The Great Wall of China is one of the world’s most prominent icons, but what many may not know is that a huge percentage of its length is dilapidated, uncared for, and in many cases, literally falling apart. Now the Chinese government has formulated an emergency work plan to repair dilapidated sections of the Great Wall over the next five years.
China’s municipal cultural heritage authorities have announced a work plan that will set 2.7km of the Great Wall and 17 towers as the priority for “emergency repair” over the next three years.
The wall, which is more than 21,000 km long and traverses through 15 provinces and cities, is a Unesco World Heritage Site consisting of many interconnected walls, some dating back 2,000 years.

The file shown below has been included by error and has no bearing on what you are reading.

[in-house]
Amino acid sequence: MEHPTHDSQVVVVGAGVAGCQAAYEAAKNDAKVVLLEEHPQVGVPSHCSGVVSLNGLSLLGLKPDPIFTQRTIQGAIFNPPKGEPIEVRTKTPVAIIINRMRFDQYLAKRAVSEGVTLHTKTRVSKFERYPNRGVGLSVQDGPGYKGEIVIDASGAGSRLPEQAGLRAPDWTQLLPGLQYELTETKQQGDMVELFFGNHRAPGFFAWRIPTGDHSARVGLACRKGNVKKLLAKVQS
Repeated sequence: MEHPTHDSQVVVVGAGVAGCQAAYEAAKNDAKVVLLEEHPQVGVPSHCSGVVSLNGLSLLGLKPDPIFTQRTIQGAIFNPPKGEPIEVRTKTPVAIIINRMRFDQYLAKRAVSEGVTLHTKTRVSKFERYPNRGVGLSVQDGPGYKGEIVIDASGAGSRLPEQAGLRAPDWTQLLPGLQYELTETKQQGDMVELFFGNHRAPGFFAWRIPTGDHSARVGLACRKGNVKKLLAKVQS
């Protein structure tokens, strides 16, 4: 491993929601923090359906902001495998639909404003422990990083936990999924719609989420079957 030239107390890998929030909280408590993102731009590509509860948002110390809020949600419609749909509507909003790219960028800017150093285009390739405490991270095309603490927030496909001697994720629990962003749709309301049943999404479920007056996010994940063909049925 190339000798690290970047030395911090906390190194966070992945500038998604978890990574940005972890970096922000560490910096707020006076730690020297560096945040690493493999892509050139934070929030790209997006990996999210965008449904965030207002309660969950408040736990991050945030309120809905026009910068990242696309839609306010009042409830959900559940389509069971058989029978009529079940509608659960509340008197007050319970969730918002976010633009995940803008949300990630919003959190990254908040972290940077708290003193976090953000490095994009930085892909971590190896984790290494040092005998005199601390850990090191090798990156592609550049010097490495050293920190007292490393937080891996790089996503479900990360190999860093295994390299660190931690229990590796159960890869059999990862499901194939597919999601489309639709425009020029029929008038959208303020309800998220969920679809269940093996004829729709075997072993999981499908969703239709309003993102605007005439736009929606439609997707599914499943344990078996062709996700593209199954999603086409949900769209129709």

Beijing is responsible for a length of 520.77 km, which due to its proximity to the city, is probably the most popular section of the wall. The city has planned to comprehensively protect and develop the Great Wall Cultural Belt, with a total area of 4,929.29 square km, which includes both heritage protection and ecological conservation.
Shu Xiaofeng, director of the Beijing municipal administration of cultural heritage, said Beijing would make use of scientific and technological means, such as unmanned aerial vehicles and sensors, to protect and monitor the Great Wall and carry out archaeological research.
Since 2000, Beijing has earmarked 470 million yuan (R1 billion) for the Great Wall protection fund.